MANILA - The Bangko Sentral ng Pilipinas (BSP) has completed its determination of domestic systemically important banks (D-SIBs) nine months after ordering banks deemed “too big to fail” to set aside higher levels of capital for potential losses.
BSP Governor Amando Tetangco Jr. said the central bank has classified banks depending on the extent of their systemic importance using pre-defined indicators for size, interconnectedness, substitutability and market reliance as a financial market infrastructure as well as complexity.
The D-SIBs framework is in line with the initiatives pursued under the Basel III reform agenda. D-SIBs are characterized as banks whose distress or disorderly failure would cause significant disruptions to the wider financial system and economy.
“The higher bar for D-SIBs in terms of capital requirement and supervisory expectations serves to strengthen the system by lowering the probability of systemic bank failures,” Tetangco said.
The BSP chief reiterated the banking system remains in a strong position and the D-SIBs guidelines are “pro-active measures to sustain such strength.”
Tetangco said the higher minimum Common Equity Tier 1 (CET1) threshold would not be disruptive since “our internal simulations affirm a reasonable earnings retention program would be sufficient to bring the capital level of D-SIBs within the required threshold.”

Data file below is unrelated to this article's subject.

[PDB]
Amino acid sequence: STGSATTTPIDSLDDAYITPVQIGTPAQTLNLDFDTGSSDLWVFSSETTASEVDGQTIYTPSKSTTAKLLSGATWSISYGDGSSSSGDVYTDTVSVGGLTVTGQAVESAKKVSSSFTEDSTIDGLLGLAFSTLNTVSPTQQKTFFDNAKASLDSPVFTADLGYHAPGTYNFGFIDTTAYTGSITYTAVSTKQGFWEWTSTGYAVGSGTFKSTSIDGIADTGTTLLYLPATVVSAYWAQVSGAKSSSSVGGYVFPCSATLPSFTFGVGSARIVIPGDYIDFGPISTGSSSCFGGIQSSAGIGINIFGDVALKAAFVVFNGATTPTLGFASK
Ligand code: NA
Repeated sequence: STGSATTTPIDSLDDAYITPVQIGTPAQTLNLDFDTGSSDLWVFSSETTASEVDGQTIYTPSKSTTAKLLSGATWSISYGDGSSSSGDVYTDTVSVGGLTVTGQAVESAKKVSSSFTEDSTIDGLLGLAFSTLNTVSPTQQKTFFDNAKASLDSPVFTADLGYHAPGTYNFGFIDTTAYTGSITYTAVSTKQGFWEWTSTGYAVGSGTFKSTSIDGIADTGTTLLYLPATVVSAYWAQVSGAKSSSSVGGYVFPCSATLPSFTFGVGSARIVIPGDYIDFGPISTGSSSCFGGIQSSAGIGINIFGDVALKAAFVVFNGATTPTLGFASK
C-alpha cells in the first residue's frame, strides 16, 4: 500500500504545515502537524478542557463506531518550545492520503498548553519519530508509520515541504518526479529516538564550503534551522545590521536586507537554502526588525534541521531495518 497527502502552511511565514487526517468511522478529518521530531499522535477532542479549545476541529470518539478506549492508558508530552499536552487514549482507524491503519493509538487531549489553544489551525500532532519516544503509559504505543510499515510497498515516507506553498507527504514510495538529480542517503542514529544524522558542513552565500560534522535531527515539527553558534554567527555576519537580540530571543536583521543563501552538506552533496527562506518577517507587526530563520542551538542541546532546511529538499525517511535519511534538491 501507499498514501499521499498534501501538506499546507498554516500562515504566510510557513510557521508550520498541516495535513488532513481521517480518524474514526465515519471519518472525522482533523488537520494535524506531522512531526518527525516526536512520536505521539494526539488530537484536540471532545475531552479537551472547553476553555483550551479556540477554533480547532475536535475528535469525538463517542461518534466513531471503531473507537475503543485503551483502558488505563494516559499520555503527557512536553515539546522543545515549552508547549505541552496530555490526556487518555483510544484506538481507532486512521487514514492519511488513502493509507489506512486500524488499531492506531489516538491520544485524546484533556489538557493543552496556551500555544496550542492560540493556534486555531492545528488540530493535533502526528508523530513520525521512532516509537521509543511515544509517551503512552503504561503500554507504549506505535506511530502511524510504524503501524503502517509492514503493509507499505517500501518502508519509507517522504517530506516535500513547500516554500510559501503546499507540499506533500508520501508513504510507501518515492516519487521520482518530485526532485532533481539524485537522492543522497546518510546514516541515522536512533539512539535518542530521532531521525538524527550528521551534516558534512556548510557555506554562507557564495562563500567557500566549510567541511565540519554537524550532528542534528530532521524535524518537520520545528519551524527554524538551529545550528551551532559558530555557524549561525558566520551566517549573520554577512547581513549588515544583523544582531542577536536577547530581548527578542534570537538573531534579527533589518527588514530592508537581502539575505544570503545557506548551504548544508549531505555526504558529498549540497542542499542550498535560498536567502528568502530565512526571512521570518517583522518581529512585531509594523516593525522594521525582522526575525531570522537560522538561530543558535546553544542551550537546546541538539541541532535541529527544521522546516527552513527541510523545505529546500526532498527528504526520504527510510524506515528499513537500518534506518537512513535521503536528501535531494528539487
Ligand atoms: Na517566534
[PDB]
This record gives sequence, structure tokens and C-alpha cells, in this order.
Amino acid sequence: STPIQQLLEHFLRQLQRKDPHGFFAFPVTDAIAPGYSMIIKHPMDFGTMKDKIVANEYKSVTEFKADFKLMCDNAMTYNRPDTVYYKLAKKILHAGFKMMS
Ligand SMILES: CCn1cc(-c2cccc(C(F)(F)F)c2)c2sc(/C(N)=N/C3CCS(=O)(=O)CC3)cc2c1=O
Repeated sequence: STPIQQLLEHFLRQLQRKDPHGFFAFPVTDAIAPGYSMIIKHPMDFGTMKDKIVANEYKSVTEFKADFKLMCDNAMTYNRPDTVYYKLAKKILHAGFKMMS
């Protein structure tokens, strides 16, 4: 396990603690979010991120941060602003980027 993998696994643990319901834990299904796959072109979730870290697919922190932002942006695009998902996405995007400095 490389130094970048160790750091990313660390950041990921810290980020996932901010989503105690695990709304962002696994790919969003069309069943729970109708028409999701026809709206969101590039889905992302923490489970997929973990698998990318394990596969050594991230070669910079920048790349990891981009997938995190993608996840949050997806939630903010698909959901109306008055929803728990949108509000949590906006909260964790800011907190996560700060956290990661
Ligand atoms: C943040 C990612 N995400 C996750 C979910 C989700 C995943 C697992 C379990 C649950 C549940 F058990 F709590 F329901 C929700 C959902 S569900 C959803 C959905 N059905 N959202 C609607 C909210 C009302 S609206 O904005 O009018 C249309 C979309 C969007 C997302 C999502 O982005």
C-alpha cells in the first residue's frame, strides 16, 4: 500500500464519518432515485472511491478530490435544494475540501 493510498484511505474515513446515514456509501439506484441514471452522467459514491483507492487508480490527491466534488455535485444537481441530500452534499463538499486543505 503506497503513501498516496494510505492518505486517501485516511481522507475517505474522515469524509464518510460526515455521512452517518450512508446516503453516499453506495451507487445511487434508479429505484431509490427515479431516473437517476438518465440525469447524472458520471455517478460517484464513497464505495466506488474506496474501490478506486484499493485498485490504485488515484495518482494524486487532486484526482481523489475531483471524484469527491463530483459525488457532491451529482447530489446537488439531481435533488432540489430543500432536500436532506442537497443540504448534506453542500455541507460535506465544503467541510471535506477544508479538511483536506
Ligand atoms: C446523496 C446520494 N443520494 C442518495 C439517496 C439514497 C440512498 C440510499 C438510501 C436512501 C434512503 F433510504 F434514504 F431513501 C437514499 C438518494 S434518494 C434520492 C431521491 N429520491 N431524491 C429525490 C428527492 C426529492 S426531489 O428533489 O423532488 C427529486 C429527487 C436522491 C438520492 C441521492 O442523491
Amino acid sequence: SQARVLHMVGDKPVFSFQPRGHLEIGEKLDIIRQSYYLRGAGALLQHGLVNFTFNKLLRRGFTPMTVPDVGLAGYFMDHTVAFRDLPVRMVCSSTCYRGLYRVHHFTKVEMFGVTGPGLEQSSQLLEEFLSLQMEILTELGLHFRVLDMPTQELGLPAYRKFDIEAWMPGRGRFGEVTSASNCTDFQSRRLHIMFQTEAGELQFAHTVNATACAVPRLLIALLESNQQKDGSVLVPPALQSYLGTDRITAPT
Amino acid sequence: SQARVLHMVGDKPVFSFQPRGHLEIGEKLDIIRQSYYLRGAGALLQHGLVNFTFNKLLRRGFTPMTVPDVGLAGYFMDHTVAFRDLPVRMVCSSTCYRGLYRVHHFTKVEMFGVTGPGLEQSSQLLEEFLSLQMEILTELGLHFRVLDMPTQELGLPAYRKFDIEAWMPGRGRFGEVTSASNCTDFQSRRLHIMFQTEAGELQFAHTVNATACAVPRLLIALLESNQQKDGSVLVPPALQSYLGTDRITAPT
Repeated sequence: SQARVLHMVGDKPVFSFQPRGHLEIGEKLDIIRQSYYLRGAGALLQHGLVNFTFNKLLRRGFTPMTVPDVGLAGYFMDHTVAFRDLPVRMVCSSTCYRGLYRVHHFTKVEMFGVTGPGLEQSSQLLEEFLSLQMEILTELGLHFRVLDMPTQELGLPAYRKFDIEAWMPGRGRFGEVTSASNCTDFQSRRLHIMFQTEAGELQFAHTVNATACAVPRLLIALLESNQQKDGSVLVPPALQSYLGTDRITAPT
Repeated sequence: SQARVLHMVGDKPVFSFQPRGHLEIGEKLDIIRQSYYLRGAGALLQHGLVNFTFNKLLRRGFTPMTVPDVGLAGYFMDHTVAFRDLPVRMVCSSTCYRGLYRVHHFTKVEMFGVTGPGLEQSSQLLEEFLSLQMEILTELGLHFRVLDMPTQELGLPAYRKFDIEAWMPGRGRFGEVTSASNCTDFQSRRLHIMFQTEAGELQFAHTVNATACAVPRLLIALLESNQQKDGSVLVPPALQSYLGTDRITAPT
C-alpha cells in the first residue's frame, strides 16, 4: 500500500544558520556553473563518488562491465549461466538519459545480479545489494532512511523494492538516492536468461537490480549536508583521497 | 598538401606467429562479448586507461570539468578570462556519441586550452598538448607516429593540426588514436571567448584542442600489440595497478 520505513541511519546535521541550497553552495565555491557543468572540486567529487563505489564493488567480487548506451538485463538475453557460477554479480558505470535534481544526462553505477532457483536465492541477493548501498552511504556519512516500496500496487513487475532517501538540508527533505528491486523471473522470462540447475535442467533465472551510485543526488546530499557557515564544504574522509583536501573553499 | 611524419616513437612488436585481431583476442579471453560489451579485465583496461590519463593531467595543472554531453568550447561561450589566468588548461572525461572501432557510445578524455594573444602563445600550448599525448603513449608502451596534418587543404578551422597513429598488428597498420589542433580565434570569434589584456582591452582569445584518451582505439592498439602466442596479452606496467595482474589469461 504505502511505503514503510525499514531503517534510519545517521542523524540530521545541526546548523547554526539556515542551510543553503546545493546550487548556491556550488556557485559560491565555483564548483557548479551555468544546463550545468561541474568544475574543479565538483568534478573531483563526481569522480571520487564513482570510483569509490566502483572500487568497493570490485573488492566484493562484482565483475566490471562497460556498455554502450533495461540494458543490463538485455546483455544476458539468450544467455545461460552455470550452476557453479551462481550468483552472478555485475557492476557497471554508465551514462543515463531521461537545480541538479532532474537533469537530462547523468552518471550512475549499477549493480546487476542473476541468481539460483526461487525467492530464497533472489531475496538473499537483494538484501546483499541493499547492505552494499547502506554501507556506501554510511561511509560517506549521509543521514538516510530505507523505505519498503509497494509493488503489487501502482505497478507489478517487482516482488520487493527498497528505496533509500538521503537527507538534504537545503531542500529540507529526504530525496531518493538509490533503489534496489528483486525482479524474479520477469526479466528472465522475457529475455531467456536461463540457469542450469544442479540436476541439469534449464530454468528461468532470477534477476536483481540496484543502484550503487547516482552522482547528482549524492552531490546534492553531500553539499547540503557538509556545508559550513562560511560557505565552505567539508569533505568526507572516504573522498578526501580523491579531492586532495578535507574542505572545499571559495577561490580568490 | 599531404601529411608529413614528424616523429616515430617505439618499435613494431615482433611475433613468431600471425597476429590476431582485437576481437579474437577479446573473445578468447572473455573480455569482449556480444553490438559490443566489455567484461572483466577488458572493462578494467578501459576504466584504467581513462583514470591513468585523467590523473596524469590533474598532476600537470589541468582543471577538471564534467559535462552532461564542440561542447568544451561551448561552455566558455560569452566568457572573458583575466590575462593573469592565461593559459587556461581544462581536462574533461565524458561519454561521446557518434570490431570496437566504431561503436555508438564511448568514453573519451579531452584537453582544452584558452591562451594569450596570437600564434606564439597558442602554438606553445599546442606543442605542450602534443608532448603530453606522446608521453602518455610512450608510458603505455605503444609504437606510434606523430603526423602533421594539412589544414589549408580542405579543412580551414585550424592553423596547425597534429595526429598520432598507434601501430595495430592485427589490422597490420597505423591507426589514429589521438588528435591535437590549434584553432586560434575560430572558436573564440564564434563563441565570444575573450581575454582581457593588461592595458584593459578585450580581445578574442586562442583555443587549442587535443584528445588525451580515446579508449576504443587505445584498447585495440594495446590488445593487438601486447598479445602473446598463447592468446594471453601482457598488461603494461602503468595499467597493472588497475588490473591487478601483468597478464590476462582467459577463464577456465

The BSP said it would update the list of D-SIBs every year and each bank would be individually notified of their classification. The BSP said the list of D-SIBs is highly confidential.
Those identified as D-SIBs would be required to maintain additional CET1 of between 150 and 250 basis points of the bank’s risk-weighted assets beginning January 2017 until the same are fully in place by January 2019.
D-SIBs must also meet higher supervisory expectations. In the annual submission of their ICAAP document (internal capital adequacy assessment process), D-SIBS must have in place acceptable recovery plans to be carried out in the event of breaches in capital requirements.
In October last year, the BSP forced large banks to set aside higher levels of capital. Regulators hope to remove the “moral hazard” of government bailouts for lenders that take advantage of loose regulations to take excessive risks.
The directive was issued a few weeks after it announced other rule changes that affect the country’s banking sector, including a rule that linked the size of a bank’s branch network to the minimum amount of capital it would need to put up.
Another rule was a shift in the way banks should treat borrowers wherein a premium was put on borrowers’ income streams instead of the previous practice of focusing on collateral.
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